Work began today on a three-year project to establish a European film portal – the European Film Gateway (EFG) – with an inaugural meeting in Frankfurt am Main in Germany.
Some 20 partners came together for the event with the aim of setting up this central point of access to European film heritage, overcoming institutional and language barriers.
By 2011, more than 700,000 photographs, posters, texts, audio documents and films and film clips, covering more than 100 years of film history, will be ready for access by professionals, students and film buffs. The platform is set to go online in 2010.
Digitising valuable materials and providing them to the public is a major challenge to film archives and museums everywhere, especially in relation to usage rights.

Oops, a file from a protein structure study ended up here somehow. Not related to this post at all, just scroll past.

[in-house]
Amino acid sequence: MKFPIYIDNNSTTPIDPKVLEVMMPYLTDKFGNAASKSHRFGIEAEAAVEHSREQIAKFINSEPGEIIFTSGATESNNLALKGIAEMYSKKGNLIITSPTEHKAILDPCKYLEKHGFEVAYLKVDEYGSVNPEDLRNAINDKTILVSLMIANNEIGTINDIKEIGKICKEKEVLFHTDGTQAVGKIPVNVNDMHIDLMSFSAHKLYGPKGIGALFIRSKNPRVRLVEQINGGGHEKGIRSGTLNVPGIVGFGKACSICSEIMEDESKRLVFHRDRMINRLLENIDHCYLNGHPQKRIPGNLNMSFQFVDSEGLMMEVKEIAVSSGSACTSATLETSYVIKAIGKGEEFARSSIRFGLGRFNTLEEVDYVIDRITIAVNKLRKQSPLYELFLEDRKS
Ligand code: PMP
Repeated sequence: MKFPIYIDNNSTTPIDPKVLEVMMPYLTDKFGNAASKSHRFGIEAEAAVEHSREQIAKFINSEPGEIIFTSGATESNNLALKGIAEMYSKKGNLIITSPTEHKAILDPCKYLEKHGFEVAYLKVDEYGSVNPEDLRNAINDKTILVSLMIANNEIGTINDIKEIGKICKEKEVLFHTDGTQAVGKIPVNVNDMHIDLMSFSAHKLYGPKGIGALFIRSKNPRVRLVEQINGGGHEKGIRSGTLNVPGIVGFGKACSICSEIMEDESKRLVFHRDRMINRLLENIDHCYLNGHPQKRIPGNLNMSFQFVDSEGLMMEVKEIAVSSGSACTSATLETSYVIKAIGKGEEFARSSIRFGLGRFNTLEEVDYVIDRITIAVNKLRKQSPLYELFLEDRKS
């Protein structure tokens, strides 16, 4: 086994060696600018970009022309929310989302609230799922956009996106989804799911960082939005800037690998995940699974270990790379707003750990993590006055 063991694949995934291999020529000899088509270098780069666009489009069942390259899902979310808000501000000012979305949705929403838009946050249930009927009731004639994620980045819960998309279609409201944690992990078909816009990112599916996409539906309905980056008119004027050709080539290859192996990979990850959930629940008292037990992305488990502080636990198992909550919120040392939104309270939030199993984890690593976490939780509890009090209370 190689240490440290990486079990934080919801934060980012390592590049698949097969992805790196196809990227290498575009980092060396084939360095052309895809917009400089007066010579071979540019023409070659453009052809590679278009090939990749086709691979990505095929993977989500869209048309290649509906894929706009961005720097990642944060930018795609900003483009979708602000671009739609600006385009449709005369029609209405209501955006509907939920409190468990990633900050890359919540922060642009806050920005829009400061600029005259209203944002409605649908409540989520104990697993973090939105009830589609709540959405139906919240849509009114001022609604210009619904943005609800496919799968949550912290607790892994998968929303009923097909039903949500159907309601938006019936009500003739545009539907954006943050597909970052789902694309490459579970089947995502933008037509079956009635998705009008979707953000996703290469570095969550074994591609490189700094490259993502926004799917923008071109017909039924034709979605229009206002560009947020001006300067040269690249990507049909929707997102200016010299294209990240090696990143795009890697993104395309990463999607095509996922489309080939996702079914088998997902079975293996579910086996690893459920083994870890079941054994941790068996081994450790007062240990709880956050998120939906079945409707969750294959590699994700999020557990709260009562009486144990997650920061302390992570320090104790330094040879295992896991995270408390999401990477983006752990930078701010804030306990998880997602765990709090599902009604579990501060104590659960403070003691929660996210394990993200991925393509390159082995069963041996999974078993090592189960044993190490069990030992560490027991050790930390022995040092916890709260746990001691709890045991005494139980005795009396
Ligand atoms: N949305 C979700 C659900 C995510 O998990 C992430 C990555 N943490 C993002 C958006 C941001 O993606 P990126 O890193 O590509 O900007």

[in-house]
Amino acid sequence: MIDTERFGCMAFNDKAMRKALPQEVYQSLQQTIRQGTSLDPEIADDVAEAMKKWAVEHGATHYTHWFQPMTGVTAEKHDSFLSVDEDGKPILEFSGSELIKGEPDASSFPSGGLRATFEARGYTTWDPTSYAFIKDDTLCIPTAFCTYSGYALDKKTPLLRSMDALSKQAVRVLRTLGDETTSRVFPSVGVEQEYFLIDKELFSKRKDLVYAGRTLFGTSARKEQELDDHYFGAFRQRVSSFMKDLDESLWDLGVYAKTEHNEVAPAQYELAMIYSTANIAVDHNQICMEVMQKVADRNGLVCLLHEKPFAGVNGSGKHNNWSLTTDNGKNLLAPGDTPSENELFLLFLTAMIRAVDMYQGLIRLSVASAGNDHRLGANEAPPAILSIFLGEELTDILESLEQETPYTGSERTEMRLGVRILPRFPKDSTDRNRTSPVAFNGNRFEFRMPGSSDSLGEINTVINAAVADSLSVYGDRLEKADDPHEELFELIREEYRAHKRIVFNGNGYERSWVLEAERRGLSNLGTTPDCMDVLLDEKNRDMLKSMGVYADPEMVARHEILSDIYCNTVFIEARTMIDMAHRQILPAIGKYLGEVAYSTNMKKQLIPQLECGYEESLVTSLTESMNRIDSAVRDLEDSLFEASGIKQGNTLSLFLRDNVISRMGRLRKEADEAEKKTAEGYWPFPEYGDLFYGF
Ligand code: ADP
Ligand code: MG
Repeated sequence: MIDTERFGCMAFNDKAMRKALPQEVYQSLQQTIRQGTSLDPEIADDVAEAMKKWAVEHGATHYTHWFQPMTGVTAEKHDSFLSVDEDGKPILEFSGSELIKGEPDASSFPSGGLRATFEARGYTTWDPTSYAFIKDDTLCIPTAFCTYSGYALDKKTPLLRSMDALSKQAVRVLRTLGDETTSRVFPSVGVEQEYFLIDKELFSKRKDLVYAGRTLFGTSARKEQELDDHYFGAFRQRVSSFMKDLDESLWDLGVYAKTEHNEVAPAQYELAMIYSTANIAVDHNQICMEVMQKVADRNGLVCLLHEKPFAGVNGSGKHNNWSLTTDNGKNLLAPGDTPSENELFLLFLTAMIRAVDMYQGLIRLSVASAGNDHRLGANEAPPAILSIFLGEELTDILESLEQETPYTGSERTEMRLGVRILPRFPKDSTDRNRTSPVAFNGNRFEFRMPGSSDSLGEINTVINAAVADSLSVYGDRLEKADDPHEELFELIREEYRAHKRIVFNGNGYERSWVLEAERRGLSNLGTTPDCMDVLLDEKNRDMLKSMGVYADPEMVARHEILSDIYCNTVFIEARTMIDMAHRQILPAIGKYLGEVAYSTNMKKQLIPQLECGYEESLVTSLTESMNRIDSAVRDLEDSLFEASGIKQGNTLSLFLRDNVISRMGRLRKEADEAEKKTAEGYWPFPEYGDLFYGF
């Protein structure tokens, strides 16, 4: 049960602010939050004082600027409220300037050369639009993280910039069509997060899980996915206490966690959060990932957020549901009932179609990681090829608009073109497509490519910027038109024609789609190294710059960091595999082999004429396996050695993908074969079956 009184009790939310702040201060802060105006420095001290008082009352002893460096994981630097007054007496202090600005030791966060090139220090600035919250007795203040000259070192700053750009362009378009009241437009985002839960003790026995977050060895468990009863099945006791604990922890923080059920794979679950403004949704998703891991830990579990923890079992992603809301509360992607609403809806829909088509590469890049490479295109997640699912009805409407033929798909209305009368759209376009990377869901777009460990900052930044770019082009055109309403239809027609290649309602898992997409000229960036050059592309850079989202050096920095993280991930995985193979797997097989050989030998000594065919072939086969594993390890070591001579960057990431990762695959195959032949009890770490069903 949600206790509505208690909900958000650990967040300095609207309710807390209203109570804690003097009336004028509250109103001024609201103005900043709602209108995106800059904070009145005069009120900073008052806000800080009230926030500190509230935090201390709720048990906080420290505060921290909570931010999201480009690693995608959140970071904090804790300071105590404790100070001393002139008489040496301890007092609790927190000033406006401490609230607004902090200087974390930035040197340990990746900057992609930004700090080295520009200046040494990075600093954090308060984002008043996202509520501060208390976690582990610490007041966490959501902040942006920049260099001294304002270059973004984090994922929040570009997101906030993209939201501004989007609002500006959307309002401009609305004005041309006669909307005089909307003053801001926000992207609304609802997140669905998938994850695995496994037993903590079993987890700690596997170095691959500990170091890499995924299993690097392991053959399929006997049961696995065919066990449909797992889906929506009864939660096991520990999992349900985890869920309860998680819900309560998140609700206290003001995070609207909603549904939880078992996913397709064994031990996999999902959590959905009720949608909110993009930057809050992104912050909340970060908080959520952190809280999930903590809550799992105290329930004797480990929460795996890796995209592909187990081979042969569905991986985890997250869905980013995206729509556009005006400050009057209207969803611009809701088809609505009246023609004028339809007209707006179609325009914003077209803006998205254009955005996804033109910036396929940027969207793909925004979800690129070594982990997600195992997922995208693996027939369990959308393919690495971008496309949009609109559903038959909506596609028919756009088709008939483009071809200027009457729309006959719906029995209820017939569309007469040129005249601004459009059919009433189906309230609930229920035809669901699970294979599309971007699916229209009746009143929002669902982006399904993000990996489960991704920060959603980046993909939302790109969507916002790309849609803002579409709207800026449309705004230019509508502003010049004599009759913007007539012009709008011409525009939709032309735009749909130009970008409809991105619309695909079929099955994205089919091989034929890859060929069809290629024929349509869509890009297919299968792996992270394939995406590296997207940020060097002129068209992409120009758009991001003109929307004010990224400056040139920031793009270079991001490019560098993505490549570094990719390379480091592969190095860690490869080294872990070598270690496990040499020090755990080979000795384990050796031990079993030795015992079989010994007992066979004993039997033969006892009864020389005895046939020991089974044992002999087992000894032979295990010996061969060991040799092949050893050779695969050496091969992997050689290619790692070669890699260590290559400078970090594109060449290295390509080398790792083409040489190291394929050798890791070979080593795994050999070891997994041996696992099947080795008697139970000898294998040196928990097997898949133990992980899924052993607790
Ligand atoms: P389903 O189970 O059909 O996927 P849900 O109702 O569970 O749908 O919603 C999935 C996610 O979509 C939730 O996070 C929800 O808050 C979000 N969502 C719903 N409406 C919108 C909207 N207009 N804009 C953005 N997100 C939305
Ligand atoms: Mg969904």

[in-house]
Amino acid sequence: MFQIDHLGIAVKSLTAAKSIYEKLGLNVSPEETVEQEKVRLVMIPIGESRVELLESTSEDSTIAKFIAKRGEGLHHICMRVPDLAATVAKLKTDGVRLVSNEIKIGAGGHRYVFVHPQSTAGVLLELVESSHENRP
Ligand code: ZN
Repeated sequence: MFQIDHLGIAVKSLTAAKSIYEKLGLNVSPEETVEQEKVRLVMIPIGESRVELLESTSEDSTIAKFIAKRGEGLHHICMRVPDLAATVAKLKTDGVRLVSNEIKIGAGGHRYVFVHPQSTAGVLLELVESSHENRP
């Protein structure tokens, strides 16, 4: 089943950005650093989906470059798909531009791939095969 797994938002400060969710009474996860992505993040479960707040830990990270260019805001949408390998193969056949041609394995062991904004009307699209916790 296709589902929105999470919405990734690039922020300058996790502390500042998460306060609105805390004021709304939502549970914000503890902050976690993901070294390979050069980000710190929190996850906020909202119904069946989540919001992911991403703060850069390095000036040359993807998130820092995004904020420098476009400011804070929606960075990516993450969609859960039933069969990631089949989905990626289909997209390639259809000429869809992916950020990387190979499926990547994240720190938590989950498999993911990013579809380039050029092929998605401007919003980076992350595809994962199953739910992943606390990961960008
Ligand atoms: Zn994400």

“To develop mechanisms for the often difficult job of rights clearance will be one of the pioneering achievements of the EFG project,” said Claudia Dillmann, director of the Deutsches Filminstitut and president of the European Cinématheques Association.
Ideally, this project will open up new ways of co-operating with copyright holders, who have an interest in having their material presented on the internet.
The EFG will act as a supplier to Europeana, the platform for the cultural heritage of Europe. Europeana will connect information and digital material from film archives with other material from cultural and scientific heritage. It will enable users quick and easy access to several million digital files from European libraries, museums, archives and audiovisual collections.
The Deutches Filminstitut is responsible for EFG’s co-ordination and the project is funded by the European Commission’s eContentplus programme.
By Sorcha Corcoran